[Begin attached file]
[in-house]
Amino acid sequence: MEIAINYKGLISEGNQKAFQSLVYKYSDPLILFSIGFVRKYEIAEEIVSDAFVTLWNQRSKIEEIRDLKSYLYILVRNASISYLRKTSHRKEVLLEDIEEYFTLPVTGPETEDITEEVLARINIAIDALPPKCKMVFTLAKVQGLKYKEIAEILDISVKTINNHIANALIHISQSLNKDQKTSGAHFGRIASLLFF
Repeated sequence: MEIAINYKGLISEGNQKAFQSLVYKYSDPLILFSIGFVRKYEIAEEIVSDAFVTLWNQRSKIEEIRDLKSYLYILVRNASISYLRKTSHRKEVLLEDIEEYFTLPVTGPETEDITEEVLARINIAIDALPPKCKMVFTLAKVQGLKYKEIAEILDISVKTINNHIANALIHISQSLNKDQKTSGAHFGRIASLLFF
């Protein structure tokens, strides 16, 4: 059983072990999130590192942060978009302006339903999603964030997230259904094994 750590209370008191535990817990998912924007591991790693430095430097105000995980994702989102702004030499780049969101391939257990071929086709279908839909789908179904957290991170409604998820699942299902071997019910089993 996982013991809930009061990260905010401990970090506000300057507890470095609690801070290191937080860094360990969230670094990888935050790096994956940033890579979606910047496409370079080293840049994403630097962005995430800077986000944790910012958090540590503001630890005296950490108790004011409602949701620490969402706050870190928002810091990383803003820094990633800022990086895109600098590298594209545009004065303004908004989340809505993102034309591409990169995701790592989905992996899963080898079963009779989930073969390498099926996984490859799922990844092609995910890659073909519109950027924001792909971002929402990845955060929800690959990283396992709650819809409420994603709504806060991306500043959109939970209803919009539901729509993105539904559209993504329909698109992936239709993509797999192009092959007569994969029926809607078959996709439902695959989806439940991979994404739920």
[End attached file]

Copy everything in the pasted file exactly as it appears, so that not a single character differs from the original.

[in-house]
Amino acid sequence: MEIAINYKGLISEGNQKAFQSLVYKYSDPLILFSIGFVRKYEIAEEIVSDAFVTLWNQRSKIEEIRDLKSYLYILVRNASISYLRKTSHRKEVLLEDIEEYFTLPVTGPETEDITEEVLARINIAIDALPPKCKMVFTLAKVQGLKYKEIAEILDISVKTINNHIANALIHISQSLNKDQKTSGAHFGRIASLLFF
Repeated sequence: MEIAINYKGLISEGNQKAFQSLVYKYSDPLILFSIGFVRKYEIAEEIVSDAFVTLWNQRSKIEEIRDLKSYLYILVRNASISYLRKTSHRKEVLLEDIEEYFTLPVTGPETEDITEEVLARINIAIDALPPKCKMVFTLAKVQGLKYKEIAEILDISVKTINNHIANALIHISQSLNKDQKTSGAHFGRIASLLFF
């Protein structure tokens, strides 16, 4: 059983072990999130590192942060978009302006339903999603964030997230259904094994 750590209370008191535990817990998912924007591991790693430095430097105000995980994702989102702004030499780049969101391939257990071929086709279908839909789908179904957290991170409604998820699942299902071997019910089993 996982013991809930009061990260905010401990970090506000300057507890470095609690801070290191937080860094360990969230670094990888935050790096994956940033890579979606910047496409370079080293840049994403630097962005995430800077986000944790910012958090540590503001630890005296950490108790004011409602949701620490969402706050870190928002810091990383803003820094990633800022990086895109600098590298594209545009004065303004908004989340809505993102034309591409990169995701790592989905992996899963080898079963009779989930073969390498099926996984490859799922990844092609995910890659073909519109950027924001792909971002929402990845955060929800690959990283396992709650819809409420994603709504806060991306500043959109939970209803919009539901729509993105539904559209993504329909698109992936239709993509797999192009092959007569994969029926809607078959996709439902695959989806439940991979994404739920």